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She’s feeling lucky

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Times Staff Writer

Growing up, Alison Eastwood says, she saw her dad mostly on sets. When she was 11, her father, Clint, put her in one of his movies, a substantial part as his daughter in the seedily gripping “Tightrope,” in which Clint was a New Orleans cop and single dad with a taste for working girls who’s on the trail of a serial killer who rapes and murders them.

The cop is both drawn to the sex trade in the French Quarter and a doting father at home. In a tense scene late in the 1984 film, Alison’s character is found by her dad gagged and handcuffed on a bed, her legs bare. It’s a sexualized shot, a slow pan over her prone figure, suggesting the possibility of a rape.

Alison Eastwood says her mother didn’t read the script for “Tightrope” until after the film was made, and when she did she was horrified.

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“She called my dad and said, ‘What kind of movie did you put her in?’ ”

“I said, ‘Well, she wasn’t exposed to anything crazy,’ Clint Eastwood recalled over the phone last week. “And it was a wonderful opportunity for me to be with her a lot.”

Eastwood’s parents divorced when she was 6. Her mother is Maggie Johnson, whom Clint married in 1953, before he was famous, and divorced in 1980, when he was cranking out the vigilante films and had costarred with an orangutan in “Every Which Way but Loose.”

“The one thing about him at that time, you know -- you say the word ‘crap’ -- but I think he was just more about cranking them out,” Alison said last week. “And it was more about the quantity. And now he’s all about the quality. And that’s great.”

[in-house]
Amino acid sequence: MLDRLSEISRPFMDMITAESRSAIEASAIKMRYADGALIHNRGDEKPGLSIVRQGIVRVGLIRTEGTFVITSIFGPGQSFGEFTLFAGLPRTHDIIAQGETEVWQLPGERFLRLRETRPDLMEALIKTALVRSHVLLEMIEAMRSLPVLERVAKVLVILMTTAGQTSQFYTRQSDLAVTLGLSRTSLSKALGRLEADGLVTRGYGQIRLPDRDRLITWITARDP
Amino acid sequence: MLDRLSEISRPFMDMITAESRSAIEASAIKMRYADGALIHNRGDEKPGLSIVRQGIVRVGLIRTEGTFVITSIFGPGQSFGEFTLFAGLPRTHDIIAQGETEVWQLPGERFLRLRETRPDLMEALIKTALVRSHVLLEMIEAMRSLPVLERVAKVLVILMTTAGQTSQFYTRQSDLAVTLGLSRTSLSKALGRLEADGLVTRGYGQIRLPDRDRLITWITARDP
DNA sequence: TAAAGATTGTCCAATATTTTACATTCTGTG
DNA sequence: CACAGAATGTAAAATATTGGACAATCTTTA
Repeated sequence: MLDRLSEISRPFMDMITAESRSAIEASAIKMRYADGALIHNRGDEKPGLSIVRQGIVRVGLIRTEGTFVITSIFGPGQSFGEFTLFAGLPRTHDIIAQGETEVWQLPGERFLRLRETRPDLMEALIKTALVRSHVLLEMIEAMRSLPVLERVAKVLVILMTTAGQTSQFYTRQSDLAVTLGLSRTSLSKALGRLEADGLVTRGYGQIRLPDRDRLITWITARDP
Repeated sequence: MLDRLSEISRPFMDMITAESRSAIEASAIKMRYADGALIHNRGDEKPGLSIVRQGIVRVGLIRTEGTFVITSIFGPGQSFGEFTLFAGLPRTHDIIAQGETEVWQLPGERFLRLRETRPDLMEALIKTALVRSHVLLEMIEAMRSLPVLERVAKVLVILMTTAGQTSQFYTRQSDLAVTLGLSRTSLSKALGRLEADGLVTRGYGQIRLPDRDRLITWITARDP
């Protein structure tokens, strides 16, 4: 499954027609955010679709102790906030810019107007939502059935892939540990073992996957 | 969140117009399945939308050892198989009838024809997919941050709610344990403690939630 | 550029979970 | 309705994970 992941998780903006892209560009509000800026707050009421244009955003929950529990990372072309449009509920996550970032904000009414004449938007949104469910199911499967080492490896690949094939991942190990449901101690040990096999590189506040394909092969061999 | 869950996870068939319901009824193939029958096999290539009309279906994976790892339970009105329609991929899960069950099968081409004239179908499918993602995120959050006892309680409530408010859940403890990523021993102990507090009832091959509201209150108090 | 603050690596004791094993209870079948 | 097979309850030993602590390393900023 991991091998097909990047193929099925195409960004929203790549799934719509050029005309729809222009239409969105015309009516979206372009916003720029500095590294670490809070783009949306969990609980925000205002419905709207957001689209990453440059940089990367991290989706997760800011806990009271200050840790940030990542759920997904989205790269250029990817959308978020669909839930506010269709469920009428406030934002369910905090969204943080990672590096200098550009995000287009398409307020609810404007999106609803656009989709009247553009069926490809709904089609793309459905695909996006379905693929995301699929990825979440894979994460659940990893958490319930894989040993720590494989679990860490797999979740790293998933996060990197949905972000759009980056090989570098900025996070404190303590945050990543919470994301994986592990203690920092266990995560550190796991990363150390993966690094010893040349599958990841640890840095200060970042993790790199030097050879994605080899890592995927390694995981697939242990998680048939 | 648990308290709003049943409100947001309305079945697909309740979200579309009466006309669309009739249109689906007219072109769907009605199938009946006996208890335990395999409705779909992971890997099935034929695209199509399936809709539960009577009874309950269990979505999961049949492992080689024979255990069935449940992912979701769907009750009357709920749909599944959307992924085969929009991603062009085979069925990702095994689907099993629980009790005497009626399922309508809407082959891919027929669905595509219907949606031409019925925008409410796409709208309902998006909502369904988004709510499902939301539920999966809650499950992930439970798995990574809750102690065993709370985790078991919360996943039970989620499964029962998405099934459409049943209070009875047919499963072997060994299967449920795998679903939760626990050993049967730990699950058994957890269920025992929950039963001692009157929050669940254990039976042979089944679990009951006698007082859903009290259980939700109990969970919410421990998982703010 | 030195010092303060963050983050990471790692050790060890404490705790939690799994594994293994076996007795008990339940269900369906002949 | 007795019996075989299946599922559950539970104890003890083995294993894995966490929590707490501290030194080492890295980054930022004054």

Thus it made sense that when Alison was on the verge of directing her first feature, “Rails & Ties,” opening in limited release Friday, she went back to one of her father’s sets.

In this case it was in Barstow, where Eastwood was shooting “Letters From Iwo Jima.”

“He said, ‘Why don’t you come out and watch your old man work?’ And that was it -- I went out there for three or four days. . . . And instead of being the daughter who comes to visit the dad, or the actress who shows up to do a film, I got to just go out there and watch him work and focus on what he was doing.”

“Rails & Ties” is hardly a light film, nor prosaic; much of its drama lies in the unsaid. It is also, conspicuously, a family affair -- released by Warner Bros., her father’s studio, and produced by Bob Lorenz, who shared an Oscar with Eastwood for “Letters From Iwo Jima.” Moreover, the film’s co-producer, cinematographer, production designer, editor and costume designer all worked on her father’s most acclaimed films, including “Letters,” “Flags of Our Fathers,” “Million Dollar Baby” and “Mystic River.”

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“And that’s bad?” Alison said, with a defensive laugh.

She was sitting on a sofa in the empty, swank lobby bar at Casa del Mar in Santa Monica on a gray Monday afternoon at the beach. Her dog Bean was in the car, adopted from a litter at the ranch outside Los Angeles where Eastwood keeps three horses.

At 35, the daughter has the father’s gait -- lanky and unhurried, self-possessed, the girl she was in “Tightrope” all grown up. Her scrubbed look is East Coast boarding school, though she’s earthier than that, warmer; the boarding schools were in Monterey and Carmel.

Her Wikipedia entry suggests Paris Hilton light; a drunk-driving arrest is made to sound like an accomplishment. She dropped out of Santa Barbara City College and has been a Paris model and a film actress. At age 30 she posed nude for Playboy.